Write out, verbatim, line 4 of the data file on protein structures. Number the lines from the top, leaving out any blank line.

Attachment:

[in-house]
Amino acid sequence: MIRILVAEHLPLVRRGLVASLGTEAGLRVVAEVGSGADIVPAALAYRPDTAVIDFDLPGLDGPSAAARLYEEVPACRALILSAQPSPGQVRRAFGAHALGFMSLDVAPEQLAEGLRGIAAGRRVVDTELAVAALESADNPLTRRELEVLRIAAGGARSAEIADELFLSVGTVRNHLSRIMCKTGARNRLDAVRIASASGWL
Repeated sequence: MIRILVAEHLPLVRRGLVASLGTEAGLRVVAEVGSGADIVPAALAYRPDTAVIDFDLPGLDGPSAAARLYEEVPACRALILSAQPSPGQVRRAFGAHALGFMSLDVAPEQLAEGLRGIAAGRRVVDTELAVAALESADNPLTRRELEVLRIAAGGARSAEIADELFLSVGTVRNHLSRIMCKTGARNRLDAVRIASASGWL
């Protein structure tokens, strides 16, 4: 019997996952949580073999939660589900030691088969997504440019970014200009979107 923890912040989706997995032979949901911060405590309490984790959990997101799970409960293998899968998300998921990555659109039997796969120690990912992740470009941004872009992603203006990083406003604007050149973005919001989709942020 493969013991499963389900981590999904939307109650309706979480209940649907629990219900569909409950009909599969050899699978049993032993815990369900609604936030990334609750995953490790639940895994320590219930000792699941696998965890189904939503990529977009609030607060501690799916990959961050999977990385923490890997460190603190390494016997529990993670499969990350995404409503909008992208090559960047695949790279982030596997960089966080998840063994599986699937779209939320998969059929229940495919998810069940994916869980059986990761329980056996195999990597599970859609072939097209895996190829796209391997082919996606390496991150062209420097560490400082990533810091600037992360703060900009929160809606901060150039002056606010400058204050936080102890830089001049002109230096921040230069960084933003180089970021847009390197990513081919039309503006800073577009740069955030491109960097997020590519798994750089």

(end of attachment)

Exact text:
């Protein structure tokens, strides 16, 4: 019997996952949580073999939660589900030691088969997504440019970014200009979107 923890912040989706997995032979949901911060405590309490984790959990997101799970409960293998899968998300998921990555659109039997796969120690990912992740470009941004872009992603203006990083406003604007050149973005919001989709942020 493969013991499963389900981590999904939307109650309706979480209940649907629990219900569909409950009909599969050899699978049993032993815990369900609604936030990334609750995953490790639940895994320590219930000792699941696998965890189904939503990529977009609030607060501690799916990959961050999977990385923490890997460190603190390494016997529990993670499969990350995404409503909008992208090559960047695949790279982030596997960089966080998840063994599986699937779209939320998969059929229940495919998810069940994916869980059986990761329980056996195999990597599970859609072939097209895996190829796209391997082919996606390496991150062209420097560490400082990533810091600037992360703060900009929160809606901060150039002056606010400058204050936080102890830089001049002109230096921040230069960084933003180089970021847009390197990513081919039309503006800073577009740069955030491109960097997020590519798994750089």